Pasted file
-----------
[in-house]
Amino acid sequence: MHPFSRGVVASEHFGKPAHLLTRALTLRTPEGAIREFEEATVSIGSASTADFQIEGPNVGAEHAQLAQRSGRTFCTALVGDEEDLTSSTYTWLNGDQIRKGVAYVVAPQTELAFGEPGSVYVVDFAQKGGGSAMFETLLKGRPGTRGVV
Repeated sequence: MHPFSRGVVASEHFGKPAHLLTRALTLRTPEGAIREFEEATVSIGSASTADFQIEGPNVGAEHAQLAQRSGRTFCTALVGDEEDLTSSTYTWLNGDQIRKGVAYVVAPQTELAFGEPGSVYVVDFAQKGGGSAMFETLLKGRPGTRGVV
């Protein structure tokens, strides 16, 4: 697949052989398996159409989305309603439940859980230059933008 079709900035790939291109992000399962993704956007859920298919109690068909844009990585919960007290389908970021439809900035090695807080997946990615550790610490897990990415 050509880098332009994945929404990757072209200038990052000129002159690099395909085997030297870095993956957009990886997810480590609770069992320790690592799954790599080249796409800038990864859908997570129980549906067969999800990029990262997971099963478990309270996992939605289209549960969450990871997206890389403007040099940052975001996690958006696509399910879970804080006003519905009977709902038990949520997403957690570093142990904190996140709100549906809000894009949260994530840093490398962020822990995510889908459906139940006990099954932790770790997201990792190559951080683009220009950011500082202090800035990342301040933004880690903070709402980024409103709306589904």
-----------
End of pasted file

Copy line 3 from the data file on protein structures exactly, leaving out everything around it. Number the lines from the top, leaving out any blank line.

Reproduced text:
Repeated sequence: MHPFSRGVVASEHFGKPAHLLTRALTLRTPEGAIREFEEATVSIGSASTADFQIEGPNVGAEHAQLAQRSGRTFCTALVGDEEDLTSSTYTWLNGDQIRKGVAYVVAPQTELAFGEPGSVYVVDFAQKGGGSAMFETLLKGRPGTRGVV